The statement was called "a highly respected member of the forces who loved her job".
Alalo returned from a trip to Italy. She is the only Uganda who died in the accident. All 157 passengers were killed.
A German pastor and aid worker from Germany are among the victims of the Ethiopian Airlines crash on Sunday.
The World Council of Churches says that priest Norman Tendis traveled to the UN Environment Summit in Nairobi. The 51-year-old worked in Villach, Austria.
The German development aid organization GIZ confirms that an employee was on board. Spokesperson Tanya Stump told the Associated Press that the woman was on a business trip.
German Foreign Minister confirmed that at least five German nationals were killed in the crash.
Catholic Relief Services reported that "with heavy hearts", four of his colleagues from Ethiopia died in a crash in a plane crash outside Addis Ababa.
The relief team said that Sarah Chalachev, Genet Alemhekhu, Sintayhu Aymeku and Mulusu Aleem traveled to Nairobi for training.
The four worked with the organization for another decade. They worked in public procurement, logistics and finance.
All 157 people on board were killed. They came from 35 countries.
There are agony scenes as members of the Ethiopian Pilots Association cry uncontrollably for colleagues killed in Sunday's crash near Addis Ababa.
The photographs of seven crewmembers sitting on chairs on the front of the crowded room.
One pilot said he was planning to watch a football match between Manchester and Arsenal with flight pilot Yared Getachew.
It was Getachew who issued a call for anxiety shortly after taking off and was told to return. But all contacts were lost.
Another pilot says he flew several times with Yared and said he even lived together before becoming senior pilots.
Pope Francis sent condolences to the families of victims of a plane crash in Ethiopia.
Cardinal Peter Parolin, the State Secretary of the Vatican, said in a statement Monday that the pope is sad to find out about the crash and "offers prayers for the deceased from different countries and praises their souls at the mercy of Almighty God."
The announcement reads: "Pope Francis sends sincere condolences to his families, and to all who mourn this tragic loss he refers to the divine blessings of comfort and strength."
Boeing's shares are diminishing before opening the US markets after the Ethiopian accident at Boeing 737 Max 8, the second deadly crash since October.
All 157 people on board were killed on Sunday. A Lion Air model on the same plane crashed in Indonesia last year, killing 189 people.
Boeing Co's shares fell more than 9% in pre-trading Monday. If this trend exists, it could be one of the worst trading days of the company in about a decade.
Indonesia and China have grounded all Boeing 737 Max 8 aircraft. Ethiopian Airlines and Cayman Airways do the same.
The State Branch of the Fana Broadcasting Corporation of Ethiopia said the black box was found by the crashed Ethiopian Airlines plane.
An airline official tells the Associated Press that the box is partially damaged and that "we'll see what we can get from it."
The official spoke on condition that he remains anonymous due to a lack of authority to speak to the media.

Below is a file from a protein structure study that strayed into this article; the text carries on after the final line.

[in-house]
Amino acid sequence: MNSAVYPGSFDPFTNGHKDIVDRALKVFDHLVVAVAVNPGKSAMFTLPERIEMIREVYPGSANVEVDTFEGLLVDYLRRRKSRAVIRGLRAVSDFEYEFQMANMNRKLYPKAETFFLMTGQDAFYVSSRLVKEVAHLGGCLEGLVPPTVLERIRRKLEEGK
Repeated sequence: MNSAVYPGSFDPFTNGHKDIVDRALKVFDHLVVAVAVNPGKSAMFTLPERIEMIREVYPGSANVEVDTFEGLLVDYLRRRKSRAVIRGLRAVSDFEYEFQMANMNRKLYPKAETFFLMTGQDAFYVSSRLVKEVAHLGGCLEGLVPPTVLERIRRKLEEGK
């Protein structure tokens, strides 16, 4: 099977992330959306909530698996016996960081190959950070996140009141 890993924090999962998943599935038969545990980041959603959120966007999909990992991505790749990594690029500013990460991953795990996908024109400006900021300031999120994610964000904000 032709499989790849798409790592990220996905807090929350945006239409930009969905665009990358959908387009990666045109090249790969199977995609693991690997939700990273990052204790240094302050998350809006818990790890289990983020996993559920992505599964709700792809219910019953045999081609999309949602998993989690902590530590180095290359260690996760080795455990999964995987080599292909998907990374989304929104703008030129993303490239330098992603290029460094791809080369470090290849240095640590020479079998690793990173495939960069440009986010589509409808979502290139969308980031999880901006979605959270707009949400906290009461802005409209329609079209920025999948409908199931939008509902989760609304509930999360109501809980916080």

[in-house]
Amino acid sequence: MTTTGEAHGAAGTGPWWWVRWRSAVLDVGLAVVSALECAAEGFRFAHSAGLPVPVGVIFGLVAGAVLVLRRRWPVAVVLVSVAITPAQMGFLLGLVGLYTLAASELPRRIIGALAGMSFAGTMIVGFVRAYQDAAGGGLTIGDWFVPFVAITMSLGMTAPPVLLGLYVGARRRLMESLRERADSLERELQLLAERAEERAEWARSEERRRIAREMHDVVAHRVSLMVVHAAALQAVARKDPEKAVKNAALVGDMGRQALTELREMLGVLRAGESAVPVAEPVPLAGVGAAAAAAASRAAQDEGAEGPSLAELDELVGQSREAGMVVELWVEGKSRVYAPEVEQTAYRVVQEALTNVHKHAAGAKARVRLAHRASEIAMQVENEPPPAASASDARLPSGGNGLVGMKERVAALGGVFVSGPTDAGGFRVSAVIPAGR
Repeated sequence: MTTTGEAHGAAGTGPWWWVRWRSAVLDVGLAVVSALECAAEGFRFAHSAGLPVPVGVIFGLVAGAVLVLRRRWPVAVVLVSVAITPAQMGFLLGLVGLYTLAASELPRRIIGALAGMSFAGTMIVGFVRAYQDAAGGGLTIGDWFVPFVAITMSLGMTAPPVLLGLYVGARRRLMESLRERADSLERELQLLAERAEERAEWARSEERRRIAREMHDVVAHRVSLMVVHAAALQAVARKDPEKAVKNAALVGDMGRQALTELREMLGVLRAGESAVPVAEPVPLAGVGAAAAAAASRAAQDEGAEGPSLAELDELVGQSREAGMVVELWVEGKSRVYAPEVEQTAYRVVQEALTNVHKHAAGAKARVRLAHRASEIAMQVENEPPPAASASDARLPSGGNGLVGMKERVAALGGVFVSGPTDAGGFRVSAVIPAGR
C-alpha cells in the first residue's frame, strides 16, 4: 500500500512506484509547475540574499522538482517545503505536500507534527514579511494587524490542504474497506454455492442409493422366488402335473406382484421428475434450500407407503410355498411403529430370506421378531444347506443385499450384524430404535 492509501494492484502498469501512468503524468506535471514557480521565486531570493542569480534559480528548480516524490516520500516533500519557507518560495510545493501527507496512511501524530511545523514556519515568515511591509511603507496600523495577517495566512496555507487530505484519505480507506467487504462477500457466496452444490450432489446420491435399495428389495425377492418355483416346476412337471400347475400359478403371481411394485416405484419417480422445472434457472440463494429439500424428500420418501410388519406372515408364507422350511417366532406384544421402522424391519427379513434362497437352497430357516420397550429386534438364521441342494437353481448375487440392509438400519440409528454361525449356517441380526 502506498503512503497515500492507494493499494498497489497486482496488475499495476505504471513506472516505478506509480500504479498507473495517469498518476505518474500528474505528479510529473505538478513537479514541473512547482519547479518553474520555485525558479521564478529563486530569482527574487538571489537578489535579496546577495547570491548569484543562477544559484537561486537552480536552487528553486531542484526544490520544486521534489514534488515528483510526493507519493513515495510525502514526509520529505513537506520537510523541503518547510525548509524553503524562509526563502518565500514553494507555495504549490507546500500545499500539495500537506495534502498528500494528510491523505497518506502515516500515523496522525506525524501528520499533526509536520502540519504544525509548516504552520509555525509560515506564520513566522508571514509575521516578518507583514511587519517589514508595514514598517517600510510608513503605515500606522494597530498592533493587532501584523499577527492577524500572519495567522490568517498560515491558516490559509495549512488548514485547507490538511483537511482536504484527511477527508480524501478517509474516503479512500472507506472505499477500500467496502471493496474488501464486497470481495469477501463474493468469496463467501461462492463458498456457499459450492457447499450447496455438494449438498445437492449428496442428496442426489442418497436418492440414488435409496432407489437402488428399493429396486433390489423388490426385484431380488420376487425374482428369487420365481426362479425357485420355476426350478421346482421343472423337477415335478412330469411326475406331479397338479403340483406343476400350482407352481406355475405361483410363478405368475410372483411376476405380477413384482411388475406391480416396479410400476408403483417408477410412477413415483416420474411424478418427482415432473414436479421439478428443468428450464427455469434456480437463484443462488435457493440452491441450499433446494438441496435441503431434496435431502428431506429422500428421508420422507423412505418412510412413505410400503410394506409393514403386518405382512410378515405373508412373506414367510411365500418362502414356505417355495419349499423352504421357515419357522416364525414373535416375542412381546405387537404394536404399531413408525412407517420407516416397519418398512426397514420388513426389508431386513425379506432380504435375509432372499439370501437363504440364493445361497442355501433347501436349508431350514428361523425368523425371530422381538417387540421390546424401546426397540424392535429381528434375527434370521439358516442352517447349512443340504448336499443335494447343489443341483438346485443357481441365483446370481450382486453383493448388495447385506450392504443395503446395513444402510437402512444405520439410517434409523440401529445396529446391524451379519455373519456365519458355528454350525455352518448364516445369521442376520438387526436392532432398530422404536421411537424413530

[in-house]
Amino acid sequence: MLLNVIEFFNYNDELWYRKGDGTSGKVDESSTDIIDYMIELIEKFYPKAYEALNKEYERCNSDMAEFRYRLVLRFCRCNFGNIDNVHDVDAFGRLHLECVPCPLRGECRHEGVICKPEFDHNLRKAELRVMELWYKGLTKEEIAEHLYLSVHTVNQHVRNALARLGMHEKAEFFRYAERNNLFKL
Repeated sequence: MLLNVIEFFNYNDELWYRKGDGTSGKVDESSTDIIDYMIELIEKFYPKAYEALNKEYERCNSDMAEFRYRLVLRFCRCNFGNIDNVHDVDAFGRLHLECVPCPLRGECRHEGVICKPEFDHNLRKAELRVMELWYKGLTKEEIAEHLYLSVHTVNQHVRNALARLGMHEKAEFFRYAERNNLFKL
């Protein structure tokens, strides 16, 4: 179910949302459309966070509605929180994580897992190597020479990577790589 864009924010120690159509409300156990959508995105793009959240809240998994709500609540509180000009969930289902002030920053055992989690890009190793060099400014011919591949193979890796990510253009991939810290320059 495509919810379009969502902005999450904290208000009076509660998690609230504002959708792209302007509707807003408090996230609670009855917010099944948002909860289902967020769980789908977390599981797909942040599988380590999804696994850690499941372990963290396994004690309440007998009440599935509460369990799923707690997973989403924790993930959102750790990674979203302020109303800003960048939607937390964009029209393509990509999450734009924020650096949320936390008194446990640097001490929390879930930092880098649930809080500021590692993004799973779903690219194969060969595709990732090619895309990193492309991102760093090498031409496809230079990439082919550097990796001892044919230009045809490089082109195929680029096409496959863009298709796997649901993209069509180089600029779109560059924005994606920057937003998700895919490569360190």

The plane crashed shortly after taking off from Addis Ababa on Sunday on a journey to Nairobi.
China says two United Nations workers were among eight Chinese nationals killed on the flight Ethiopian Airlines, which crashed shortly after the take-off on Sunday.
Chinese Foreign Ministry spokesman Lu Kang said other Chinese passengers included four people who worked for a Chinese company and two people traveling to Ethiopia for "private business".
All 157 people died during the flight to Nairobi.
Lu said Chinese President Xi Jinping and other Chinese leaders sent message of condolences to their Ethiopian counterparts. China expressed condolences to the victims' families.
China has ordered its airlines to land their Boeing 737 Max 8 to 6 am aircraft.
The United Nations Migration Agency said one of its employees, German citizen Anne-Catherine Feygl, was on board a training course in Nairobi, the capital of Kenya and the plane's destination.
The German Foreign Ministry has officially confirmed that five of the victims of a plane crash in Ethiopian Airlines, which killed 157 people, were German nationals.
The ministry said on Monday it was in contact with victims' families. Does not reveal any information about the identity of those who died in the Sunday crash.
Altogether, 35 countries had 157 people killed. All the people on the plane died a few minutes after taking off from Addis Ababa.
Office of UN in Nairobi joining Ethiopia for mourning for 157 people killed in the Ethiopian Airlines accident on Sunday immediately after taking off from Addis Ababa.
Moment of silence and U.N. flags of semi-staff marked deaths involving several U.N. workers. and Associated Organizations.
The UNN Coordinator in Nairobi, Sidhart Chatterji, says "This has taken us away from shock … But it also goes to strengthen the mortality of human life and therefore strengthens the need for humanity."
He says UNDO Secretary General Antonio Guterres sent a "message of condolence to everyone, not only to UN staff, but to the crew of the flight and all other nationalities who were on board."
People from 35 countries have died.
A spokesman said Ethiopian Airlines found all its Boeing 737 Max 8 aircraft as a security measure after the crash of one of its planes that killed 157 people.
Asrat Begagov said on Monday that although it is not yet known what caused the accident on Sunday, the airline decided to move its remaining four 737 Max 8 aircraft to further reporting as "an additional safety precaution." Ethiopian Airlines used five new 737 Max 8 aircraft and waited for another 25.
Begasho said the search and digging for the detection of parts of the body and debris from the aircraft will continue. He said Israeli forensic experts arrived in Ethiopia to help with the investigation.